The "D&R" Canal
State Park is a continuous 35-mile greenway that extends from
Trenton to New Brunswick. Bicyclists and pedestrians
can travel from Port Mercer to New Brunswick along the canal
towpath, and canoes can navigate the entire length of the park
with a minimum of portages. The feeder canal towpath is negotiable
by wheelchair when dry, as is the towpath from Turning Basin
Park to New Brunswick.
The Princeton segment is 6.33 miles long, and the towpath is
overgrown and difficult to use in the southern reaches of the
Township. Closer to Alexander Road, the towpath is open, and
from Alexander Road to the Millstone Aqueduct, there are paths
on both sides of the canal. The proximity of the Charles Rogers
Wildlife Refuge and Institute for Advanced Study Woods results
in a much more diverse bird population along this stretch of
the canal than might be expected, particularly during the spring
and fall months.
Turning Basin Park, a natural area that includes picnic facilities,
a canoe launch, and a playground, is located of Alexander Road.
It was built upon the site of what once was a thriving commercial
area which included two turning basins in which canal boats could
turn around as well as unload. The basin east of Alexander Road
can still be seen; the basin on the west side of Alexander Road
has been filled in.
Carnegie Lake is a
prominent and attractive feature of this section of the D & R
Canal Park as well. Owned by Princeton University, the Lake
was built with funds donated by Andrew Carnegie
to provide a rowing course for University crews.
Small parking areas are located off Washington and Alexander
Roads where they cross the canal. Access and parking are also
available on the eastern side of the canal from Lake Road.
The D&R Canal was built between 1830 and 1834 by Irish
immigrants using pickaxes, shovels, and wheelbarrows. The main
canal extended from Bordentown to New Brunswick, with a "feeder" canal
from Raven Rock in Hunterton County to Trenton. The canal was
a major transportation route, especially for transporting coal
from Pennsylvania to New York. It was less used after the turn
of the century because of the competing railroad, which provided
a faster means of transportation.
In 1932 the canal operations were closed and the Canal Company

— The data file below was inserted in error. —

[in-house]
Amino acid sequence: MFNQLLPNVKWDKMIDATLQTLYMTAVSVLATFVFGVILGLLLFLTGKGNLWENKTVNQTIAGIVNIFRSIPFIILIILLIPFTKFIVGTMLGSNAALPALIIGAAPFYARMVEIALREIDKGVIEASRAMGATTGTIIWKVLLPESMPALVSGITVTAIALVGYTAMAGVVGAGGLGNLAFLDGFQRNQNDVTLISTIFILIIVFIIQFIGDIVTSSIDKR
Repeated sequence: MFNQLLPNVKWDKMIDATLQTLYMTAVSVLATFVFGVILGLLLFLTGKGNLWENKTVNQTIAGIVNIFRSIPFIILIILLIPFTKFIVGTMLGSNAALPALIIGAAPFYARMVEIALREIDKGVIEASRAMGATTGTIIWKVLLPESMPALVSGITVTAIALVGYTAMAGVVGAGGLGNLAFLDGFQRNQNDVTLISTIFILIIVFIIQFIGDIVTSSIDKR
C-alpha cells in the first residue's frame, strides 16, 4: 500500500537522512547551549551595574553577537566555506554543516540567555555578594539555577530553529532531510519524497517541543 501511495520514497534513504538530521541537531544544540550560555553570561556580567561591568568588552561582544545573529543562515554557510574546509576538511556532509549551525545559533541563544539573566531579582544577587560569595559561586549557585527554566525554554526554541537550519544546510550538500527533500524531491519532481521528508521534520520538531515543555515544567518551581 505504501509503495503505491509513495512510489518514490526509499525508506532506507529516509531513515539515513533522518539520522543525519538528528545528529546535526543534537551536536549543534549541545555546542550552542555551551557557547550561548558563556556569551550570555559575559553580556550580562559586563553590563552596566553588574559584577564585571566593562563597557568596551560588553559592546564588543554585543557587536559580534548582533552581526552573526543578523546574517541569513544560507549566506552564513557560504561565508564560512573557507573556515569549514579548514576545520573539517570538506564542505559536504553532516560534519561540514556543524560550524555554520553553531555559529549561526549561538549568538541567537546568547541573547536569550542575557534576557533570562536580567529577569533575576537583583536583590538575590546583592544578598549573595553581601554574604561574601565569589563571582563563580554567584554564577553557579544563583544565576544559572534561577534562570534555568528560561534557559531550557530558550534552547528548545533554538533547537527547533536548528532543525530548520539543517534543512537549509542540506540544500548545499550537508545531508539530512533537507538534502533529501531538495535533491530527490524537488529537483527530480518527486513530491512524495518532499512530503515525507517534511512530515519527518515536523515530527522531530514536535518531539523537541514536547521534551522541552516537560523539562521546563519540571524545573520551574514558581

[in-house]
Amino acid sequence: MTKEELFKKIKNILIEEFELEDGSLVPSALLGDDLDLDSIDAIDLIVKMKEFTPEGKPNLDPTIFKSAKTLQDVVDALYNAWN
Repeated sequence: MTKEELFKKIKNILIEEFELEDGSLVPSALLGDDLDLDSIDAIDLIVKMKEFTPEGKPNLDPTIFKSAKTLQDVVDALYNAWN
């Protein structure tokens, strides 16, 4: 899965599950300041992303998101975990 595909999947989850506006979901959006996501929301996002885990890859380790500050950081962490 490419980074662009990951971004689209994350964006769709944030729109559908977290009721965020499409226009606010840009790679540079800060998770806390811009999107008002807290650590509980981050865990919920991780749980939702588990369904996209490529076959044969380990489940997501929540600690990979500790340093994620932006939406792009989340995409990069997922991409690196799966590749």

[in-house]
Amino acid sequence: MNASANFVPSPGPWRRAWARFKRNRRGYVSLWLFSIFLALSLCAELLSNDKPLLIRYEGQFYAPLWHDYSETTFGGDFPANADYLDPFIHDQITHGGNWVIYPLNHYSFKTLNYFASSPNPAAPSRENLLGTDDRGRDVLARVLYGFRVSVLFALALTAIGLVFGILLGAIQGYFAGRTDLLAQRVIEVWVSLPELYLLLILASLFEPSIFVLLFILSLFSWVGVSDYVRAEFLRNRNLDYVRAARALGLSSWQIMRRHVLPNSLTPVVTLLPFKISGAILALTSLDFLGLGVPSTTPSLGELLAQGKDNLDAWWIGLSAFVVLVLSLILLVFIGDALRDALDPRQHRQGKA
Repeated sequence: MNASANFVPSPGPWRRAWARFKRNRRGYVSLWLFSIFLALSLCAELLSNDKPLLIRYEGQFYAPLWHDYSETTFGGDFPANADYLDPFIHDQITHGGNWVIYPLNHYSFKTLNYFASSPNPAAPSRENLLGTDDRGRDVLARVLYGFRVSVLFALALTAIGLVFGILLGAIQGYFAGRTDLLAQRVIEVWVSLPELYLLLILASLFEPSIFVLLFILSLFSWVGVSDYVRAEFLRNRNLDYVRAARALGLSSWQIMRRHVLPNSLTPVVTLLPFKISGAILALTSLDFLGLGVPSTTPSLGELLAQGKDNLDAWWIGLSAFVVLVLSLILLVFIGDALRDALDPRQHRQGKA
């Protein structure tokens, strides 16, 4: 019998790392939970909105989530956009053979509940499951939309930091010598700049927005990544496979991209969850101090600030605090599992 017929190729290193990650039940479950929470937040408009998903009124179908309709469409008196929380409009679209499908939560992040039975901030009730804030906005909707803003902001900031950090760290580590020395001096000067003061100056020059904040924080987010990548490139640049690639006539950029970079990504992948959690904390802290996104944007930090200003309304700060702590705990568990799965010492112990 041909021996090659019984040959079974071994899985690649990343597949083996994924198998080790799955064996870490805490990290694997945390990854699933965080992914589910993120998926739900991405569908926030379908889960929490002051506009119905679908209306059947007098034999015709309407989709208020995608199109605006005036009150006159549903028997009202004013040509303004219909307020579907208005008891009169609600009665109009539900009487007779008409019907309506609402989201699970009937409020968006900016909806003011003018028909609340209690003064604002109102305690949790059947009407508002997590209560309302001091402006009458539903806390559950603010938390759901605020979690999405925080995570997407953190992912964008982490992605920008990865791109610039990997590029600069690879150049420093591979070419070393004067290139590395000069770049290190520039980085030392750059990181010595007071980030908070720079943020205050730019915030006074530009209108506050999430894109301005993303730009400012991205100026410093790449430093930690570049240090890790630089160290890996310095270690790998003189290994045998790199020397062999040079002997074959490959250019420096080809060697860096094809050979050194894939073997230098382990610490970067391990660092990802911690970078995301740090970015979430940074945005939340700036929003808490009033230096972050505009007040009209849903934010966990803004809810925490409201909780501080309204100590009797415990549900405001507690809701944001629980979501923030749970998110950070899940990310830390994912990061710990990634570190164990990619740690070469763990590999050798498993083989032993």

and Pennsylvania Railroad ceded the land to the state. The canal
remained an important water conduit, and the state park was established
in 1974. Today, the canal serves as water supply, recreational,
historical, and natural resource as well.
The Princeton portion of the Canal Park lies within the physiographic
province of the Inner Coastal Plain. Soils are varied, composed
of clays, silts, sands, and gravels, and are generally fertile.
As the canal was built, the land on either side was leveled for
the towpath construction. Where the Stony Brook flows near the
canal, the park traverses flood plain and marsh areas.
At the southern end of the canal in Princeton, vegetation
runs to hedgerow and thickets of spicebush, Japanese honeysuckle,
greenbrier, and Virginia creeper. Understory trees include
black cherry, hawthorn, river birch, slippery elm, and
red maple. The tree canopy species, often exceeding 50
feet in height, include pin oak, silver and red maple,
white ash, sweetgum, and shagbark hickory.
In the flood plain wetlands near the Rogers wildlife Refuge,
species are similar to those found in the hedgerow thicket, but
the canopy is denser and the understory thinner. Special features
in this section of the park are two specimen shagbark hickories
and a copse of beech trees near the path in any other area of
the Canal Park. Bank vegetation includes smartweed, jewelweed,
and cardinal flower.
At the northern end of the Princeton section, the towpath was
cleared in 1985 and vegetation significantly disturbed. There
is a magnificent stand of river birches between the towpath and
Lake Carnegie north of Harrison St. which was untouched, however.
Occasional communities of aquatic plants, such as water lily,
arrowhead, arrow-arum, and duckweed are found in the canal. A
marshy area near the canal's junction with the Millstone River
(north of Harrison Street) is dominated by cattail and purple
The canal waters emanate from the Delaware River and host species
such as bluegill and pumpkinseed sunfish, largemouth bass, chain
pickerel, brown bullhead and yellow perch. In addition to these
indigenous species, the canal is stocked with two species unable
to breed in the canal, trout and tiger muskellunge, a cross between
the northern pike and the muskellunge.
As noted, the Princeton segment of the Canal Park is popular
for bird watching because of its proximity to the Institute for
Advanced Study Woods and Charles Rogers Wildlife Refuge. Songbirds
that breed in North America and winter in the tropics visit these
areas in large numbers during their spring and fall migrations.
The riparian habitat of the Canal Park supports birds such as
warbling vireos and orioles, both of whom use sycamore trees
for their nesting material and location. The belted kingfisher
uses the canal banks for burrows, and the eastern phoebe and
barn swallow attach their nests to the underside of the canal
bridges. In the marshy areas abutting the canal you may spot
blue and green heron, too.
Mammals found in the Canal Park include
white-tailed deer, muskrat, raccoon, opossum, skunk, woodchuck,
red fox, cottontail rabbit,
white-footed mouse, and several species of moles and shrews.
No formal survey of the amphibians and reptiles has ever been
conducted, but a good number of green frogs, bullfrogs, leopard
frogs, water snakes, garden snakes, and several species of
turtles and salamanders are frequently observed.
New Jersey Division of Parks and Forestry owns and maintains
this greenway. Contact
the D&R Canal at the Canal State Park
office at 908-873-3050.
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